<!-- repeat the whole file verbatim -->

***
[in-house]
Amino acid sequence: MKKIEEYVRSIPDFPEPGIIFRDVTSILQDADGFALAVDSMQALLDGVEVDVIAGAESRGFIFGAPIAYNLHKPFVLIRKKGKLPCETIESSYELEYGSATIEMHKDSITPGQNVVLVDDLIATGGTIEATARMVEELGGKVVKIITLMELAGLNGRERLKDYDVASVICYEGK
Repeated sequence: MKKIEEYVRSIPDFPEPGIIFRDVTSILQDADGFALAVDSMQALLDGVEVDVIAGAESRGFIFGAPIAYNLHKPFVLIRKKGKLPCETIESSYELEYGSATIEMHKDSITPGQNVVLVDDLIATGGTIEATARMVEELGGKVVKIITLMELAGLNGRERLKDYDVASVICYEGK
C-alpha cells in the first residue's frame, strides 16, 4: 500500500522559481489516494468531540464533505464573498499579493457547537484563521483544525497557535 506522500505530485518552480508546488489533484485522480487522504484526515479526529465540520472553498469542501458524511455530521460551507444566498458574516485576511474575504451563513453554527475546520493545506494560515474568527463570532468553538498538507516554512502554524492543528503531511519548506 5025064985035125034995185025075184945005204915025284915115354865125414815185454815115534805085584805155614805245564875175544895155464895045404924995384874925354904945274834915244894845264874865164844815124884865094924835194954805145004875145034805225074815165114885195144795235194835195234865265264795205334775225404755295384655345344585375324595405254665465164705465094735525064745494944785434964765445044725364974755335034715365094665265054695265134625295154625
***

[in-house]
Amino acid sequence: MKKIEEYVRSIPDFPEPGIIFRDVTSILQDADGFALAVDSMQALLDGVEVDVIAGAESRGFIFGAPIAYNLHKPFVLIRKKGKLPCETIESSYELEYGSATIEMHKDSITPGQNVVLVDDLIATGGTIEATARMVEELGGKVVKIITLMELAGLNGRERLKDYDVASVICYEGK
Repeated sequence: MKKIEEYVRSIPDFPEPGIIFRDVTSILQDADGFALAVDSMQALLDGVEVDVIAGAESRGFIFGAPIAYNLHKPFVLIRKKGKLPCETIESSYELEYGSATIEMHKDSITPGQNVVLVDDLIATGGTIEATARMVEELGGKVVKIITLMELAGLNGRERLKDYDVASVICYEGK
C-alpha cells in the first residue's frame, strides 16, 4: 500500500522559481489516494468531540464533505464573498499579493457547537484563521483544525497557535 506522500505530485518552480508546488489533484485522480487522504484526515479526529465540520472553498469542501458524511455530521460551507444566498458574516485576511474575504451563513453554527475546520493545506494560515474568527463570532468553538498538507516554512502554524492543528503531511519548506 5025064985035125034995185025075184945005204915025284915115354865125414815185454815115534805085584805155614805245564875175544895155464895045404924995384874925354904945274834915244894845264874865164844815124884865094924835194954805145004875145034805225074815165114885195144795235194835195234865265264795205334775225404755295384655345344585375324595405254665465164705465094735525064745494944785434964765445044725364974755335034715365094665265054695265134625295154625